Almost upon us, 2019 is expected to be a year of changes that will reshape--or at least refine-- houses of worship. Designers agree that the worship space should serve the church as an expression of its brand while becoming an engaging tool for its mission.
Architects, designers and AVL professionals weigh in, predicting what will happen in the coming year:
1-Multisite movement continues to flourish. The multisite movement is stronger than ever, notes David Evans, president of Kansas City, Mo.-based architectural firm Mantel Teter. “The movement’s next chapter will be to start or acquire campuses to reach and minister to residents of specific communities. Many demographics will influence these choices and a church’s ministry skill sets. This could be churches or other retail/big box properties that will be renovated for church and community uses.”
Check out the latest construction progress at Grace Community Church in this drone flyover, provided by Pearce Construction.
Check out the latest construction progress at Fellowship of Grace in this drone flyover provided by Pearce Construction.
Midwestern Baptist Theological Seminary, located in Kansas City, Missouri, recently completed renovating their Trustee Building to provide improved state of the art classrooms and staff office space at the core of the seminary campus. "Our team is thrilled with how the project turned out, the spaces are even more functional and relevant for their staff and students.” commented Skyler Phelps, the Project Architect. Pearce Construction served as the general contractor.
Check out the latest construction progress at Mill Creek Community Church in this drone flyover provided by Pearce Construction.
This has to be my most frequently asked question during a design process with our clients… “how can we keep our building from looking dated in 10, 15, 20 years”? My first response is always “you can’t.” Design trends come and go. What is popular today may not be tomorrow. Unfortunately, for most of our clients, the ability and funds to change their space like owners of hospitality spaces do, is not possible. They cannot switch carpet and countertops every five years. So, the trick is to find little ways to maximize not only the money spent, but the years in which our products will last. The good news for our clients is that there are several ways we can achieve a “timeless” look and beat those fleeting design trends.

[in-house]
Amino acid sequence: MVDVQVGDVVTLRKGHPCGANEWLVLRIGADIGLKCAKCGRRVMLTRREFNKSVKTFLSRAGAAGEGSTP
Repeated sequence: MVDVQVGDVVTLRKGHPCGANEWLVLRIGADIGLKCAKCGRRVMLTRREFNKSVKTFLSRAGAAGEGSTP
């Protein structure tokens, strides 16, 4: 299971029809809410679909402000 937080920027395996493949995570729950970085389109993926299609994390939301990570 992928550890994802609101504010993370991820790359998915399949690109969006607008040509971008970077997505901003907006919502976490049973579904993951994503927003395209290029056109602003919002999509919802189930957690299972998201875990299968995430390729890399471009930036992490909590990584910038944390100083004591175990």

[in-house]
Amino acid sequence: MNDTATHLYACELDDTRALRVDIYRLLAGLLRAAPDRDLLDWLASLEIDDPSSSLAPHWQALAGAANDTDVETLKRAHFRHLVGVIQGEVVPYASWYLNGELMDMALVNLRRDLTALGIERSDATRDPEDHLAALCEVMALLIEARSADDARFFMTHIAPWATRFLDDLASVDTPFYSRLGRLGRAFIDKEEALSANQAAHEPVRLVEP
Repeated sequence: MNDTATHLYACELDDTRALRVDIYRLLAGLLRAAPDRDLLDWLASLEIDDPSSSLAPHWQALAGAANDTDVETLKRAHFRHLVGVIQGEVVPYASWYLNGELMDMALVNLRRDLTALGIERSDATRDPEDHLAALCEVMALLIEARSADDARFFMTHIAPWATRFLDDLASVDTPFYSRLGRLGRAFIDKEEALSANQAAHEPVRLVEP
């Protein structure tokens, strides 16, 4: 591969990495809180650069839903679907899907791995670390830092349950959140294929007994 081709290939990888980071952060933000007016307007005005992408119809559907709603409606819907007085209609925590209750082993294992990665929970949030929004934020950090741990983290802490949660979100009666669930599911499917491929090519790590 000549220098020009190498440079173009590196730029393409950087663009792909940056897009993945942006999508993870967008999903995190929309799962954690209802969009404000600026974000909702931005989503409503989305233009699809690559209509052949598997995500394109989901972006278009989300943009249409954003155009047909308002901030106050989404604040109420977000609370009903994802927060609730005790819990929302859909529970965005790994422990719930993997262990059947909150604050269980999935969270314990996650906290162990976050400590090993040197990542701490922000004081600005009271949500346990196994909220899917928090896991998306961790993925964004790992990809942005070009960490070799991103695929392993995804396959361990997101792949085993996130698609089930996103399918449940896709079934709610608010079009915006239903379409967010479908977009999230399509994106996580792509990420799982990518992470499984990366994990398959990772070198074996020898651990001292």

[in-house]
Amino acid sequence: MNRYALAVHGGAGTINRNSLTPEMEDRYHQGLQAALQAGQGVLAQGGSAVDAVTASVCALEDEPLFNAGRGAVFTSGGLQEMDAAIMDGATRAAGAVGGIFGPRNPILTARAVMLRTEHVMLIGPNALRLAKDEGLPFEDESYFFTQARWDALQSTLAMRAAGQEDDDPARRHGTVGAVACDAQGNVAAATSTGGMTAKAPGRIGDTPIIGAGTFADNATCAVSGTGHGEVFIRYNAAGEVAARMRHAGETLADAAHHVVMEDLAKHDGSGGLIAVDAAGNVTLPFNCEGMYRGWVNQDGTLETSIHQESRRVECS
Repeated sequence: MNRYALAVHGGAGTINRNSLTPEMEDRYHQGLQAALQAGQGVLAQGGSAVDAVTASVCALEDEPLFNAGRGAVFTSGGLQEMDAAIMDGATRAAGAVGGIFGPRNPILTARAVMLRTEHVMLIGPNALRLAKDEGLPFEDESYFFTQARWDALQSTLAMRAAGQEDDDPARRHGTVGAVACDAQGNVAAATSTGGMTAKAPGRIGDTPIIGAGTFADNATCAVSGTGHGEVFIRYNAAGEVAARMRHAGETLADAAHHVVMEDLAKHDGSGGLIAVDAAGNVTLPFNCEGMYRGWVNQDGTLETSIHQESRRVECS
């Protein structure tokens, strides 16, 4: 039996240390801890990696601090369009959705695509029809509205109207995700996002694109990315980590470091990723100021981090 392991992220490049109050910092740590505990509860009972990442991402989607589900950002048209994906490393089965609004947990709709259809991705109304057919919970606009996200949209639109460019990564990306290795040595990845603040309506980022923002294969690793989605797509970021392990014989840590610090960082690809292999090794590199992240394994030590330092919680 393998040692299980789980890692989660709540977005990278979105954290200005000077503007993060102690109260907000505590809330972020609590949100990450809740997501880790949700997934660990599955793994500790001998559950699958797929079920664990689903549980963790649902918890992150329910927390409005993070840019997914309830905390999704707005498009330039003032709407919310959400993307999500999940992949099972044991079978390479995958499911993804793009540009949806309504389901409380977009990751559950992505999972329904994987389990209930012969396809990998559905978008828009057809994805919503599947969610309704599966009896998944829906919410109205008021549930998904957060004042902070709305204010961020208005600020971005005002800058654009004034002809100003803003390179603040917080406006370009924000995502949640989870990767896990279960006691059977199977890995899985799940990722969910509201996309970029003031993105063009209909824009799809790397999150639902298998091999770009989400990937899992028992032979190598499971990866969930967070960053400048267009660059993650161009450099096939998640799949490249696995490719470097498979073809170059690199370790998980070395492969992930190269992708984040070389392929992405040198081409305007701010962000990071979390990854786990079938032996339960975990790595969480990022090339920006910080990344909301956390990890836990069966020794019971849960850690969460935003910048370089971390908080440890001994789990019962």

1. Stay as neutral as possible with your most expensive and longest lasting materials. For example, don’t pick red carpet, blue countertops or overly trendy-looking tile. Instead, let your paint and accent colors be the trend. Green is very in right now. Paint a wall or two in your lobby green and the rest can stay very neutral. Paint is easy and inexpensive to change, especially if it’s just one wall.
Mantel Teter takes the plunge into the realm of virtual reality.
Some are challenged to visualize what a facility will look like or what a spatial experience will feel like from looking at 2-D drawings, simple 3-D images or even computer generated fly-throughs. These computer-generated images are, in many ways, an updated version of the hand-drawn renderings of the past. Virtual reality takes the client experience during the design phase to a whole new level.
The sense of arrival. Psychologically, it symbolizes the completion of a journey. Excitement is present when a destination is achieved and the experience of what lies ahead is in store. Upon arrival to a church facility, people process through a series of motions as the experience of arrival is achieved. Together, site and building work to complete the sense of arrival and enrich the experience.
Click here for FIVE things to consider when contemplating how to create or improve this experience.